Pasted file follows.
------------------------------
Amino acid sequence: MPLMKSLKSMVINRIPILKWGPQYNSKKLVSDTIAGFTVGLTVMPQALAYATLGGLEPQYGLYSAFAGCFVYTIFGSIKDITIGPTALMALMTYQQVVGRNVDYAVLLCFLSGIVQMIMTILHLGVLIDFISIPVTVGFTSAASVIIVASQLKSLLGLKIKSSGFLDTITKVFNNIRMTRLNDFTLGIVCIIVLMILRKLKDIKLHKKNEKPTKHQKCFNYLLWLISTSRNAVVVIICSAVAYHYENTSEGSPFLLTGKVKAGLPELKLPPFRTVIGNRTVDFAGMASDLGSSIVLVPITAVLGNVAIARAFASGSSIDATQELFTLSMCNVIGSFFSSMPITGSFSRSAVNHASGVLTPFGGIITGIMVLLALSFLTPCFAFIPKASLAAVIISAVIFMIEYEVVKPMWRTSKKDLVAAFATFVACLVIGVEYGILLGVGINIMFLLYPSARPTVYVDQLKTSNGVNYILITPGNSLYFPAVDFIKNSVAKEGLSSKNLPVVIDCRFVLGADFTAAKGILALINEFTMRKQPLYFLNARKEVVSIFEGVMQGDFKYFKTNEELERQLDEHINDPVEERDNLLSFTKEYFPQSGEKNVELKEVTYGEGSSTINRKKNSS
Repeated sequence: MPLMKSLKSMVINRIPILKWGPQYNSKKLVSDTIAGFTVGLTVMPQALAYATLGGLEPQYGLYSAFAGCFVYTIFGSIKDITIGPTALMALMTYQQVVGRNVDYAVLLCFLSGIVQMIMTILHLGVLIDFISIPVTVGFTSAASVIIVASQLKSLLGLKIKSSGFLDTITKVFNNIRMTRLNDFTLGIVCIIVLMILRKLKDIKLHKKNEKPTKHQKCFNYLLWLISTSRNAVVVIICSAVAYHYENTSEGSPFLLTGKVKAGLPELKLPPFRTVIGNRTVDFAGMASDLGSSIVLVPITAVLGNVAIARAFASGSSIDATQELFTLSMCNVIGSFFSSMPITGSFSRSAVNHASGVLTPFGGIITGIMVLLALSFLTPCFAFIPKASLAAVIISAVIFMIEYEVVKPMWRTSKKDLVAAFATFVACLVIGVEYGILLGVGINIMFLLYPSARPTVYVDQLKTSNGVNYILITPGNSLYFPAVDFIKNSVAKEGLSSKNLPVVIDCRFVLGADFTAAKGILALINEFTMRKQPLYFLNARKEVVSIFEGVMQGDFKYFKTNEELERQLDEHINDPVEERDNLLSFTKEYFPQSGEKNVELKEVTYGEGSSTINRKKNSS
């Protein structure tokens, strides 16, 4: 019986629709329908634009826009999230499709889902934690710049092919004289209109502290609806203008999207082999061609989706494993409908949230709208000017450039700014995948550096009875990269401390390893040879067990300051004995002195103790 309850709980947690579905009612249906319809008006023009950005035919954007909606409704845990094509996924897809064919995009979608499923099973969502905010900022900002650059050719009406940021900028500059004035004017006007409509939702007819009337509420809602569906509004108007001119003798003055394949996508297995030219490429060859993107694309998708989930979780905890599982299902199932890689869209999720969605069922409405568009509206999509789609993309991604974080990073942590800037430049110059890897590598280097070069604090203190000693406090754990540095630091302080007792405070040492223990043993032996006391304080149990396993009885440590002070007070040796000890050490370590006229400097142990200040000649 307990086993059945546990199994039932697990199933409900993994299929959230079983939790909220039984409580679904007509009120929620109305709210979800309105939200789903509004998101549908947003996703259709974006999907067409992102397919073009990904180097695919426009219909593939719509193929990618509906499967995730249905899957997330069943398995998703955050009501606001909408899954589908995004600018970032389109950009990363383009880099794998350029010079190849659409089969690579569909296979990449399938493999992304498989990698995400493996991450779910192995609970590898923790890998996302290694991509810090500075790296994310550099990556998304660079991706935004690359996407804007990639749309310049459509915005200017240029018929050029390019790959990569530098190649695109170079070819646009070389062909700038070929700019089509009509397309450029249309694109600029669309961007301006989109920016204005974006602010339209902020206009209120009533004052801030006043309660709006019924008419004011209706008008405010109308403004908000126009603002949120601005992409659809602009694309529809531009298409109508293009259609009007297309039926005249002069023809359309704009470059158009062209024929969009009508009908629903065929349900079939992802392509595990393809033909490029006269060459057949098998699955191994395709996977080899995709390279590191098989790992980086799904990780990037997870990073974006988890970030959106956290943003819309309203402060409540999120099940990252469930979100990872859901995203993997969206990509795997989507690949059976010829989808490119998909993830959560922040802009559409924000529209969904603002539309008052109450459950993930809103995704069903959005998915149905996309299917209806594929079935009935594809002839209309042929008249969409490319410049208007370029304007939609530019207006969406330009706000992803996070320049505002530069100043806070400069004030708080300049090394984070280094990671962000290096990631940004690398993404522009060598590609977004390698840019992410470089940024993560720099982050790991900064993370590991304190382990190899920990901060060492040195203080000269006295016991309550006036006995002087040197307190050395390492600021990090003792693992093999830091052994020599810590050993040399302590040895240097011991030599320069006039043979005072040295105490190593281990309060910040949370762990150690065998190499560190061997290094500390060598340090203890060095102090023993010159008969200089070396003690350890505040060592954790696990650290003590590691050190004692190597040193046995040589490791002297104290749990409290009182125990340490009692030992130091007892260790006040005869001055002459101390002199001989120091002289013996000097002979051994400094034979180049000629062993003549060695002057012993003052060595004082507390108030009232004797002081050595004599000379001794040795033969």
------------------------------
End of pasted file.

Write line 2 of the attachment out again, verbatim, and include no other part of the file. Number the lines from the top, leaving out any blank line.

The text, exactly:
Repeated sequence: MPLMKSLKSMVINRIPILKWGPQYNSKKLVSDTIAGFTVGLTVMPQALAYATLGGLEPQYGLYSAFAGCFVYTIFGSIKDITIGPTALMALMTYQQVVGRNVDYAVLLCFLSGIVQMIMTILHLGVLIDFISIPVTVGFTSAASVIIVASQLKSLLGLKIKSSGFLDTITKVFNNIRMTRLNDFTLGIVCIIVLMILRKLKDIKLHKKNEKPTKHQKCFNYLLWLISTSRNAVVVIICSAVAYHYENTSEGSPFLLTGKVKAGLPELKLPPFRTVIGNRTVDFAGMASDLGSSIVLVPITAVLGNVAIARAFASGSSIDATQELFTLSMCNVIGSFFSSMPITGSFSRSAVNHASGVLTPFGGIITGIMVLLALSFLTPCFAFIPKASLAAVIISAVIFMIEYEVVKPMWRTSKKDLVAAFATFVACLVIGVEYGILLGVGINIMFLLYPSARPTVYVDQLKTSNGVNYILITPGNSLYFPAVDFIKNSVAKEGLSSKNLPVVIDCRFVLGADFTAAKGILALINEFTMRKQPLYFLNARKEVVSIFEGVMQGDFKYFKTNEELERQLDEHINDPVEERDNLLSFTKEYFPQSGEKNVELKEVTYGEGSSTINRKKNSS